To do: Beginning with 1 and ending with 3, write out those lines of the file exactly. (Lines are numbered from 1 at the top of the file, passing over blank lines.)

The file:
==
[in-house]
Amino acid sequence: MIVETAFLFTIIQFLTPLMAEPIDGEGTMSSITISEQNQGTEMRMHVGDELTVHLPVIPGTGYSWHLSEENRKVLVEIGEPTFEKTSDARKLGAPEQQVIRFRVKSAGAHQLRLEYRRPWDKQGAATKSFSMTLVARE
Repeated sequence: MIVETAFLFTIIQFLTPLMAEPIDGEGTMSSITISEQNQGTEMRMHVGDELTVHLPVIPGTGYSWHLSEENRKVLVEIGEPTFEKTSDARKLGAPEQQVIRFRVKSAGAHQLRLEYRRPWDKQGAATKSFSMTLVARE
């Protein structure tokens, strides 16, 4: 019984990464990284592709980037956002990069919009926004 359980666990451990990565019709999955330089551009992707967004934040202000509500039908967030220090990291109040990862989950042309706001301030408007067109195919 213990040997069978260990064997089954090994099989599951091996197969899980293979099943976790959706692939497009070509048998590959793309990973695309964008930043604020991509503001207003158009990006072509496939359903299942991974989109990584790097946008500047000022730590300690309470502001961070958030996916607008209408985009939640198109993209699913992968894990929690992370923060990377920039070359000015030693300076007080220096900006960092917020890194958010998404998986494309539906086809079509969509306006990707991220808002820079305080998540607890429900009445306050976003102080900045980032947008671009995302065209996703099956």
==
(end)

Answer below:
[in-house]
Amino acid sequence: MIVETAFLFTIIQFLTPLMAEPIDGEGTMSSITISEQNQGTEMRMHVGDELTVHLPVIPGTGYSWHLSEENRKVLVEIGEPTFEKTSDARKLGAPEQQVIRFRVKSAGAHQLRLEYRRPWDKQGAATKSFSMTLVARE
Repeated sequence: MIVETAFLFTIIQFLTPLMAEPIDGEGTMSSITISEQNQGTEMRMHVGDELTVHLPVIPGTGYSWHLSEENRKVLVEIGEPTFEKTSDARKLGAPEQQVIRFRVKSAGAHQLRLEYRRPWDKQGAATKSFSMTLVARE